Skip to content

An examination of match official’s perceptions of support and abuse in rugby union and cricket in England

Research output: Contribution to journalArticle

Rationale: Sport management literature offers only limited research about the reasons for the cessation of match officials. As a result, practitioners and academics have called for further investigation into the area. In response, this paper explores match official perceptions of support and abuse in rugby union and cricket in England.

Design/methodology/approach: Match officials in rugby union and cricket operating at all levels of their sports were surveyed. In total 1,228 surveys were completed, presenting a real-life representation of current experiences.

Findings: Results revealed that 49 percent of rugby union and 45 percent of cricket match officials experienced abuse at least twice every season, and 51 percent of rugby union and 47 percent of cricket match officials believed that abuse has increased, whilst match officials identified concerns with the training and support provided.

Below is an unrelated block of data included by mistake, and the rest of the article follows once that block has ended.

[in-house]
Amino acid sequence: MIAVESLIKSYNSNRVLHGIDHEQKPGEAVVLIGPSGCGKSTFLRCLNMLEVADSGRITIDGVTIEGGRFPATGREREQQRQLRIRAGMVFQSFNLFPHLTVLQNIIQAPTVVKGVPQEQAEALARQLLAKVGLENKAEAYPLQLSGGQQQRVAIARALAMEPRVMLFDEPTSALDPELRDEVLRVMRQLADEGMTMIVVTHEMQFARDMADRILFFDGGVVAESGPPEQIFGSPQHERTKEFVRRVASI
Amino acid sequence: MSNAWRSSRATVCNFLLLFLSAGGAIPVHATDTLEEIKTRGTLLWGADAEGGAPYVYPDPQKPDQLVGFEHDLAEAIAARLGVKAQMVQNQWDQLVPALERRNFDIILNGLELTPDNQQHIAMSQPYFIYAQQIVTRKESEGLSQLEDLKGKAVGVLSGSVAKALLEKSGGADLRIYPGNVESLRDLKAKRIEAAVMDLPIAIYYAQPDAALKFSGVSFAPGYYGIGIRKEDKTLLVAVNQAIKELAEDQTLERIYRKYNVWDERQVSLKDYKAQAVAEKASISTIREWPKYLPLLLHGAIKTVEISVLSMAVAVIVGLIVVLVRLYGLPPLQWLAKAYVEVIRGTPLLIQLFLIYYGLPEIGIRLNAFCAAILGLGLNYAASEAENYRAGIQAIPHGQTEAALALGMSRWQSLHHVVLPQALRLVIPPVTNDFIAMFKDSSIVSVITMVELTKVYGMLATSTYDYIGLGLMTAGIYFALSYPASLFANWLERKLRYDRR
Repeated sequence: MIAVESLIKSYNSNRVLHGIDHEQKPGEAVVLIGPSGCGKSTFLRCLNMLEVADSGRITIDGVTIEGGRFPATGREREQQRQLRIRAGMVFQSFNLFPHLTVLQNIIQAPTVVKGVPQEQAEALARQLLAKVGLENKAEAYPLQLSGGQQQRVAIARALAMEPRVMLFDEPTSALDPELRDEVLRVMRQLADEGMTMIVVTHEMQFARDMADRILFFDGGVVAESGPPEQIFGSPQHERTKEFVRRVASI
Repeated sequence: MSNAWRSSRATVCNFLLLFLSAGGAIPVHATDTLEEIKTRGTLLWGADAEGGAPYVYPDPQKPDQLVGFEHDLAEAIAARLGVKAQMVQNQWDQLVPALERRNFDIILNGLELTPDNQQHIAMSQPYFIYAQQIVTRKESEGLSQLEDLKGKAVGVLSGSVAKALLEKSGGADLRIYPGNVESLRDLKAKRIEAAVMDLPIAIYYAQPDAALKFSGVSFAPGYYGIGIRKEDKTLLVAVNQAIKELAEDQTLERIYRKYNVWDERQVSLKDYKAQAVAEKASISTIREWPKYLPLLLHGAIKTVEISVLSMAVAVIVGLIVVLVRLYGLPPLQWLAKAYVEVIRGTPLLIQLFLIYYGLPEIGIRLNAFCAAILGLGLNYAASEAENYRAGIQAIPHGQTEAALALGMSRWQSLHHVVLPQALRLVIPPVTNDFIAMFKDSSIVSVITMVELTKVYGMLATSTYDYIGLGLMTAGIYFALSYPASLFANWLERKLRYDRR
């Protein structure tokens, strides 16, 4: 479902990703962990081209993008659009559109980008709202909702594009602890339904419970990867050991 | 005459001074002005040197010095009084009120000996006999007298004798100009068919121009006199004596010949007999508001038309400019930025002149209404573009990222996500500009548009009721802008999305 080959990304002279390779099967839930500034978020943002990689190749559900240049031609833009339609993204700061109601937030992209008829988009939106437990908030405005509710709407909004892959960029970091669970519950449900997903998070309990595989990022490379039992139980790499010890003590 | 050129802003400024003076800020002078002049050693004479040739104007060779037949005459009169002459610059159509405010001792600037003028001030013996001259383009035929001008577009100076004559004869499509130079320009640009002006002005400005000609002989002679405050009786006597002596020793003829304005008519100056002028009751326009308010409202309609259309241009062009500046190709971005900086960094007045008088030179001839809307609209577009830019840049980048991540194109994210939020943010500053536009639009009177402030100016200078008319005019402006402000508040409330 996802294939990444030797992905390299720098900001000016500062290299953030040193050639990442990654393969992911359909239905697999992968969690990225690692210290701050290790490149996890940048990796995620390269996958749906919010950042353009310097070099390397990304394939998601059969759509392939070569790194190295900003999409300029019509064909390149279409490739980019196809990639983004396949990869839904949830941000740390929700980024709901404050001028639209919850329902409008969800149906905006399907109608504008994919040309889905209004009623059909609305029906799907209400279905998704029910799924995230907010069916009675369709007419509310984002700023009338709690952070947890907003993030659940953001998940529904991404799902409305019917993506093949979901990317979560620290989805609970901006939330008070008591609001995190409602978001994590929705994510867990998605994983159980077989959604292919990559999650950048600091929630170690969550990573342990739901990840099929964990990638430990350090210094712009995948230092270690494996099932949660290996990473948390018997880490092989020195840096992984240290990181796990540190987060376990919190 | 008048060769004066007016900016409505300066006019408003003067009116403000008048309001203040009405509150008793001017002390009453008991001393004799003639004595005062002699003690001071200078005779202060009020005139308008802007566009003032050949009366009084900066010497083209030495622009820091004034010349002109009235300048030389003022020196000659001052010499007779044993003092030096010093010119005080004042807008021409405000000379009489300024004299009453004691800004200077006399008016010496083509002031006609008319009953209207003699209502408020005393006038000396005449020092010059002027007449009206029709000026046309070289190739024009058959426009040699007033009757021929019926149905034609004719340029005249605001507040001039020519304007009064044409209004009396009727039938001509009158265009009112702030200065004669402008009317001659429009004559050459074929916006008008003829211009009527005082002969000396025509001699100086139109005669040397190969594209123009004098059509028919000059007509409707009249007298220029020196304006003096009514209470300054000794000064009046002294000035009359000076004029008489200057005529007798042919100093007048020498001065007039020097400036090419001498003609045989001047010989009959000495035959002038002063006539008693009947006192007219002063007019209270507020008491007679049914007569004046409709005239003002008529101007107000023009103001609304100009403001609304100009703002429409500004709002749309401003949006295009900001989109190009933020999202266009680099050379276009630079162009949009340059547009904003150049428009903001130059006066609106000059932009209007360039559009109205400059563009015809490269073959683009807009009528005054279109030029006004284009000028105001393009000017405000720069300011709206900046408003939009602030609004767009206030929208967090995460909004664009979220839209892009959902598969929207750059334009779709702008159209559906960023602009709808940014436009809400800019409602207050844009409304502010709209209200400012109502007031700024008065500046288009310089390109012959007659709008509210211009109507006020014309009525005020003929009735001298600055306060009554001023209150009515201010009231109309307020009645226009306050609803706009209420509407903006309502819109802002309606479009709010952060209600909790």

Practical implications: This paper provides insights into the perceptions of support and abuse of match officials in rugby union and cricket. Given the findings, there is a requirement for the management/support structures assisting match officials to be re-evaluated by governing bodies.

Research contribution: This is the first empirical paper on abuse and support of match officials in rugby union and cricket. This paper advances our understanding about the challenges faced by match officials in sport.
Original languageEnglish
JournalManaging Sport and Leisure
Publication statusAccepted for publication - 8 Apr 2019

Documents

  • Rugby_union_and_cricket_paper_Managing_Sport_and_Leisure_AAM

    Rights statement: The embargo end date of 2050 is a temporary measure until we know the publication date. Once we know the publication date the full text of this article will be able to view shortly afterwards.

    Accepted author manuscript (Post-print), 1 MB, PDF-document

    Due to publisher’s copyright restrictions, this document is not freely available to download from this website until: 1/01/50

Relations Get citation (various referencing formats)

ID: 13519832